Spotted Eagle Rays everywhere!
Each year from late November until early March the shipwrecks between Isla Mujeres and Cancun turn into a
virtual "fly zone" for huge groups of spotted eagle rays. Gliding effortlessly above the wrecks, eagle rays are
the sentries that patrol enormous territories each day in search of food, mates, and amusement. The eagle rays
gather around the shipwrecks in prolific numbers, attracted by the strong currents of that season and schools
of them can be seen swimming serenely closely above your heads or jumping out of the water.
Measuring up to 10ft (3 meters) from wing-tip to wing-tip, spotted eagle rays are part of the Myliobatidae
branch of rays which are known to swim in the open ocean rather than close to the seafloor. Despite having
poisonous stingers they are also known to be shy and non-threatening when in large schools. A spotted eagle
ray will glide by or provide the pleasure of being watched as they penetrate the sandy bottom looking for their
favorite food: concha.
The spotted eagle ray is commonly observed in bays and over coral reefs as well as the occasional foray into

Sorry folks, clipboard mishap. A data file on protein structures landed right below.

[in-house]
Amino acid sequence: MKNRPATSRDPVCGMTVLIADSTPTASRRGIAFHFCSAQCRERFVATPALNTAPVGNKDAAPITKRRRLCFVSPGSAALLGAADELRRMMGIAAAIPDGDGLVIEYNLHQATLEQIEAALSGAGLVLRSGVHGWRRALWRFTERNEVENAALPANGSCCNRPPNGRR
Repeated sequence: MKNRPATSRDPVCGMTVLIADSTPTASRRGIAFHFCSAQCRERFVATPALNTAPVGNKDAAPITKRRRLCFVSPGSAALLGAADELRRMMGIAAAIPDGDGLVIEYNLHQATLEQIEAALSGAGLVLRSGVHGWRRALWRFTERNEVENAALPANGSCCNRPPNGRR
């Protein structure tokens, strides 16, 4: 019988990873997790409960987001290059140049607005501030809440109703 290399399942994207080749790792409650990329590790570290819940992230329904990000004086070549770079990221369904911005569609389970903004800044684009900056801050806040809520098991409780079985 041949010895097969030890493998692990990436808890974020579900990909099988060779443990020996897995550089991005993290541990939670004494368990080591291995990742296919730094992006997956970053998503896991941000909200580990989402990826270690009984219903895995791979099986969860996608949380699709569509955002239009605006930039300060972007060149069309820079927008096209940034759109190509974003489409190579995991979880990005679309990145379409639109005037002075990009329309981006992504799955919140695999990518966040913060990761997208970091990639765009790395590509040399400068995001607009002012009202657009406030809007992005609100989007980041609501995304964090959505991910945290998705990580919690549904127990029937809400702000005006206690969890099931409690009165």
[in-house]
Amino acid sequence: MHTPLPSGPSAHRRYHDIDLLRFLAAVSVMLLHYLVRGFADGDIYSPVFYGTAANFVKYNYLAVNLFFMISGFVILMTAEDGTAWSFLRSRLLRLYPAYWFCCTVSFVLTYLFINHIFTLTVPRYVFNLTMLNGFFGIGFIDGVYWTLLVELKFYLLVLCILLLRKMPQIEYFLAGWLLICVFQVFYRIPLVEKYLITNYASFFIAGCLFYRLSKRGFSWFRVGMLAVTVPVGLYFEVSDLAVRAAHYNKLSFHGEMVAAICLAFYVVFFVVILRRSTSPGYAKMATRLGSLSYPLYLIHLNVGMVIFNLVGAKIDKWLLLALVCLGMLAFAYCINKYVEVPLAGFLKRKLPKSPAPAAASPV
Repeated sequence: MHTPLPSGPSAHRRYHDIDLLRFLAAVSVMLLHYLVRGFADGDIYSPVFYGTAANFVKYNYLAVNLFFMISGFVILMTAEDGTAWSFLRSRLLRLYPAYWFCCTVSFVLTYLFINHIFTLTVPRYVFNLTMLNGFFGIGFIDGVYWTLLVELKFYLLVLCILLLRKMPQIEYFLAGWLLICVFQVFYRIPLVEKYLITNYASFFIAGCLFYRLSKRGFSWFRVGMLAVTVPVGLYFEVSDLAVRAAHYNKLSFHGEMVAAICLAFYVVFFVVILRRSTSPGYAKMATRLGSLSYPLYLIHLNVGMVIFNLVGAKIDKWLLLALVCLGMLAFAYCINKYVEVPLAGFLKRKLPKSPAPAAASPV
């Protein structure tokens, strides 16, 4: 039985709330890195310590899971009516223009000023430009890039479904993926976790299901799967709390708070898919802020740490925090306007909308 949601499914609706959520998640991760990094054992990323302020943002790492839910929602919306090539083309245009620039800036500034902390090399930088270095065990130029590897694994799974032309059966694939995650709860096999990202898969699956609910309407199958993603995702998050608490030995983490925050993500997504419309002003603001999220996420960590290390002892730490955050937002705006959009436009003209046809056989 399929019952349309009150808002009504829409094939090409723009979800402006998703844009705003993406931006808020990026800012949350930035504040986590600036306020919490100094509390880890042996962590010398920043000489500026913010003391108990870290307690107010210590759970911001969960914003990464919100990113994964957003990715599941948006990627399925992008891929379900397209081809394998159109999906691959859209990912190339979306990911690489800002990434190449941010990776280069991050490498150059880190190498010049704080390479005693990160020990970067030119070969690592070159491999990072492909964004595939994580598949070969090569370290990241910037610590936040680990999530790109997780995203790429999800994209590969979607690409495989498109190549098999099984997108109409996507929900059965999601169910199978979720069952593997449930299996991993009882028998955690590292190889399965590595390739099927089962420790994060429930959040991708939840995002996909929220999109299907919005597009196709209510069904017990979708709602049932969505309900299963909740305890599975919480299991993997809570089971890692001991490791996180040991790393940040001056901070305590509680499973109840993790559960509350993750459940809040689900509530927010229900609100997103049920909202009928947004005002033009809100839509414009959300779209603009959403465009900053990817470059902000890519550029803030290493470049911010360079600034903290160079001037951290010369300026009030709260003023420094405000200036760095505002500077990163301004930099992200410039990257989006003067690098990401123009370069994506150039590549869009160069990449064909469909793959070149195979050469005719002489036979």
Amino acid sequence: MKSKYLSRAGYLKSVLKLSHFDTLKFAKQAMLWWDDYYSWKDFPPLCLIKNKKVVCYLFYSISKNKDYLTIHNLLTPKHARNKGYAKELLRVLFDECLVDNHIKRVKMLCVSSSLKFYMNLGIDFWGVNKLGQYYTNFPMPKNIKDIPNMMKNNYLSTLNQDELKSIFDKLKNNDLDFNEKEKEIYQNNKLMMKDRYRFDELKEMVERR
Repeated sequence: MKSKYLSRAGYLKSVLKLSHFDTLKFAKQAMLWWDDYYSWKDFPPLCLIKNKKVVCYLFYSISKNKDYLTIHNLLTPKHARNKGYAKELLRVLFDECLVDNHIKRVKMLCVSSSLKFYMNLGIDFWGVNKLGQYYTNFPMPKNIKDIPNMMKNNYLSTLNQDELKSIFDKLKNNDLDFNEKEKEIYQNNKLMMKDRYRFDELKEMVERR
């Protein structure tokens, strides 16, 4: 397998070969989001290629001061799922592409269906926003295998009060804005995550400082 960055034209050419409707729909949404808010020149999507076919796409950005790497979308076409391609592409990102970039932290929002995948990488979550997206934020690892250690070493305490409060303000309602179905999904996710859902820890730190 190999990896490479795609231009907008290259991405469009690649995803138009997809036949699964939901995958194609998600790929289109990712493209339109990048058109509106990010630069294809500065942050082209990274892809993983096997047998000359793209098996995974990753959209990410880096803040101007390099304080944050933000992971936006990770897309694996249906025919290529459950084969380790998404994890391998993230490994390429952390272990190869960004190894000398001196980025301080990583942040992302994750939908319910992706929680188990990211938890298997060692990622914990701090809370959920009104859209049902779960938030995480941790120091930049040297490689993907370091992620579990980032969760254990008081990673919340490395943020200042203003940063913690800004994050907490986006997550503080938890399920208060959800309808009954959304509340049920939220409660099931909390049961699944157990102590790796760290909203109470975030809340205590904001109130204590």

estuarine habitats. Although it occurs in inshore waters to depths of approximately 200 feet (60 m), the
spotted eagle ray spends most of its time swimming in schools in open water. In open waters, spotted eagle
rays often form large schools and swim close to the surface. It is known to swim long distances across open
waters as evidenced by its presence in Bermuda. This species is capable of leaping completely out of the water
when pursued. It swims by "flying" gracefully through the water via the undulation of the pectoral fins. When
this ray is caught and taken out of the water, it produces loud sounds. Although much research is still needed
on the life history of the spotted eagle ray, it is known that this species shows high site fidelity (individuals
often stay in or return to the same location). This ray also interacts socially with other individuals within its